Surrogacy is a family building option for those who want a child and have not had success with other assisted reproductive technology (ART) treatments. There are two types of surrogacy — traditional and gestational — that are practiced today.
In traditional surrogacy, the surrogate is both the egg donor and surrogate, and is therefore genetically related to the child. The surrogate carries an embryo that was created with her own egg and the sperm of the intended father who, with the intended mother, will obtain legal and physical custody of the child. Traditional surrogacy can be accomplished either by intrauterine insemination (IUI) or by in vitro fertilization (IVF). The Traditional Surrogate is inseminated with the Father’s or Donor’s sperm monthly at ovulation until pregnancy occurs.
In gestational surrogacy, the surrogate gives birth to a baby created with an egg and sperm from the "intended parents," or the embryo can be created from a donor egg and/or donor sperm. The majority of surrogates today are gestational carriers and have no genetic relationship to the child born from the arrangement. IVF is used to fertilize the eggs in a laboratory. If the fertilization is successful, a fertility doctor transfers some or all of the resulting embryos (usually two or three) into to the surrogate’s uterus. After delivery, the gestational surrogate immediately surrenders the baby to the intended parent(s).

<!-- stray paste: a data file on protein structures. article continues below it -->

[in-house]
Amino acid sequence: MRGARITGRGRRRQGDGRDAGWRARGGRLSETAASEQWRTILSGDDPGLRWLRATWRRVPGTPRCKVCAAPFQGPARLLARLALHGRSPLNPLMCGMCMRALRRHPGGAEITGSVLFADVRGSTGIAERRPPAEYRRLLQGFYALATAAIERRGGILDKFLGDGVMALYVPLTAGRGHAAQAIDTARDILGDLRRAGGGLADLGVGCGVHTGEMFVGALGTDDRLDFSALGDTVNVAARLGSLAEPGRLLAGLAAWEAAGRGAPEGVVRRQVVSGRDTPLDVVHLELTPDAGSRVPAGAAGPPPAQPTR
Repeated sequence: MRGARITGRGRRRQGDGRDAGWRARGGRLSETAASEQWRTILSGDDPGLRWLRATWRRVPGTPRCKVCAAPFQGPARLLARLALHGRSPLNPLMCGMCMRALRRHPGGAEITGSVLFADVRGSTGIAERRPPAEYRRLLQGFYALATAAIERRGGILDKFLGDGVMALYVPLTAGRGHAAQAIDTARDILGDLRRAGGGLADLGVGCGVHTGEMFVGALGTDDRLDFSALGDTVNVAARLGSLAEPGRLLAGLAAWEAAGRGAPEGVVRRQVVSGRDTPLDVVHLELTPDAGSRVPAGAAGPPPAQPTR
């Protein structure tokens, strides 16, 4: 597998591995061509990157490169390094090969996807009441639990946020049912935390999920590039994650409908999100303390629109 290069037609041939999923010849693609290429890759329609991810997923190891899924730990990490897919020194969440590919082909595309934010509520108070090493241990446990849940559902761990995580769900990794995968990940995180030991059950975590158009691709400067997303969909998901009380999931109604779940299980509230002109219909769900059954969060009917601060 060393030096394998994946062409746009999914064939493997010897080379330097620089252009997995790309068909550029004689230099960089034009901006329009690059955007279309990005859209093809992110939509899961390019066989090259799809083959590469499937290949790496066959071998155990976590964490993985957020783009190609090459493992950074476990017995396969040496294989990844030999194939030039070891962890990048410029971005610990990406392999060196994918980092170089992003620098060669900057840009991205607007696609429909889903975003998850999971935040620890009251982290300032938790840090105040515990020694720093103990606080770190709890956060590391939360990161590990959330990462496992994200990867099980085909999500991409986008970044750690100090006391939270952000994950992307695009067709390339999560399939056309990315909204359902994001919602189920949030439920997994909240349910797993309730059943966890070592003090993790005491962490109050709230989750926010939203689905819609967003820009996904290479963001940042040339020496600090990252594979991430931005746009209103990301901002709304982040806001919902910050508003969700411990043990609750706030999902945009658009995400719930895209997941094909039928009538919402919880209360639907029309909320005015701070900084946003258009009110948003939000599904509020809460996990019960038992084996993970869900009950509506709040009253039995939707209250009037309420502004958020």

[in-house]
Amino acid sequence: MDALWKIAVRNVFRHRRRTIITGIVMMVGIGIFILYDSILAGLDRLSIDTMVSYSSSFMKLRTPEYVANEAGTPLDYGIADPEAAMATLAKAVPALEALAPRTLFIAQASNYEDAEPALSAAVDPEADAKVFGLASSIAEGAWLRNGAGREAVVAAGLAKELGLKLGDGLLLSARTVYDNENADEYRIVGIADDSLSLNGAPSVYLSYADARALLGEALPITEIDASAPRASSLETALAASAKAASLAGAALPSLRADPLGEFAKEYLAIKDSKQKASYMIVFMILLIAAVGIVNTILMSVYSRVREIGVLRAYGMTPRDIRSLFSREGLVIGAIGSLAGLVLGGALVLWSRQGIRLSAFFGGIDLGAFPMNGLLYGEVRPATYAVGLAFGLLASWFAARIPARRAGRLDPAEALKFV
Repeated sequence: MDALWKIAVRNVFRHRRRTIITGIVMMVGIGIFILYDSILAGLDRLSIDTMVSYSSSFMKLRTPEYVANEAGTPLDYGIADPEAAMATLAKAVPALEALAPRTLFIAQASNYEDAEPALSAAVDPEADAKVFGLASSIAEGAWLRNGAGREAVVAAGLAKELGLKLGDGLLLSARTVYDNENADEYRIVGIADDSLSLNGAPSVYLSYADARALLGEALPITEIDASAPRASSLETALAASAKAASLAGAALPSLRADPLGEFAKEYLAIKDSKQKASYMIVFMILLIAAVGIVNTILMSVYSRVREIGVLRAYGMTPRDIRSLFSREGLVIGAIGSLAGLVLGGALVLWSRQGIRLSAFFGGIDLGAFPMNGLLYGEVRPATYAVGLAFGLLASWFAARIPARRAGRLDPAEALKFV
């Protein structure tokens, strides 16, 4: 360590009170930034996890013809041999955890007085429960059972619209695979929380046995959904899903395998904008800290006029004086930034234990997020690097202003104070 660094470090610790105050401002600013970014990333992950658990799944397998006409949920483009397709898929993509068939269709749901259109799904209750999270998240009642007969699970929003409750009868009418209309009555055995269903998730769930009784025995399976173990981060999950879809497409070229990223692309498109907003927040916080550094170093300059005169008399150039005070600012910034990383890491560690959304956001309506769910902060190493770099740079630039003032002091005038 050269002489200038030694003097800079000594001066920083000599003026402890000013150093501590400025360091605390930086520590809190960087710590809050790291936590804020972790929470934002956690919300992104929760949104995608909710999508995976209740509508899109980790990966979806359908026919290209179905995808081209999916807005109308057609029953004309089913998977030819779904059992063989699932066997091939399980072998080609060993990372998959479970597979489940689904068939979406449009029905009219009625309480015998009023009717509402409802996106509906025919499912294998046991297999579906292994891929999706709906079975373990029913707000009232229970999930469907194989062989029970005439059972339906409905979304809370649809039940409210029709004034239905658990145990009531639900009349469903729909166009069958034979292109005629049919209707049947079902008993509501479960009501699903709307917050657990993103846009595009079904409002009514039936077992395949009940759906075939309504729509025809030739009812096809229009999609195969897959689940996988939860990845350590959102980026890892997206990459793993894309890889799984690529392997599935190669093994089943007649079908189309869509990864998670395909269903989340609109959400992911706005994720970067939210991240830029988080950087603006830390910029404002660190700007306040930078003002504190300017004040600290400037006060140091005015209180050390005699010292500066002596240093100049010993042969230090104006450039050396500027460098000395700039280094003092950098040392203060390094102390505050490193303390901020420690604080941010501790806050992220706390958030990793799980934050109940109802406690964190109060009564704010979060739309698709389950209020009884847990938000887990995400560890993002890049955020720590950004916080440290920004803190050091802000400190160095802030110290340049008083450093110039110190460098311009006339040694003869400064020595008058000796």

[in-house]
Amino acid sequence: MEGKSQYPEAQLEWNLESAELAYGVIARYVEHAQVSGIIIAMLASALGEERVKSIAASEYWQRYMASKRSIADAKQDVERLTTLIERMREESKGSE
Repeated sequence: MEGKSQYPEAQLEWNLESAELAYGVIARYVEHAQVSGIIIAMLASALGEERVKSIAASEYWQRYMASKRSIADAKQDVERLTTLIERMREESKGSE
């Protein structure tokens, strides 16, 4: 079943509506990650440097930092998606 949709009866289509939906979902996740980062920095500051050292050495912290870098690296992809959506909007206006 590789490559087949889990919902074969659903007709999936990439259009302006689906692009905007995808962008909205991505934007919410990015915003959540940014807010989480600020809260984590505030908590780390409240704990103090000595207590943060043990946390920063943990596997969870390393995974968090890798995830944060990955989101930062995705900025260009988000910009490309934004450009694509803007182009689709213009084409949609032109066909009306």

Many different people could use surrogacy as an option including couples and single women who have had multiple failed pregnancies, inability or difficulty conceiving, inability to carry a fetus to term or gay male couples who want a child with a genetic link to one of the partners.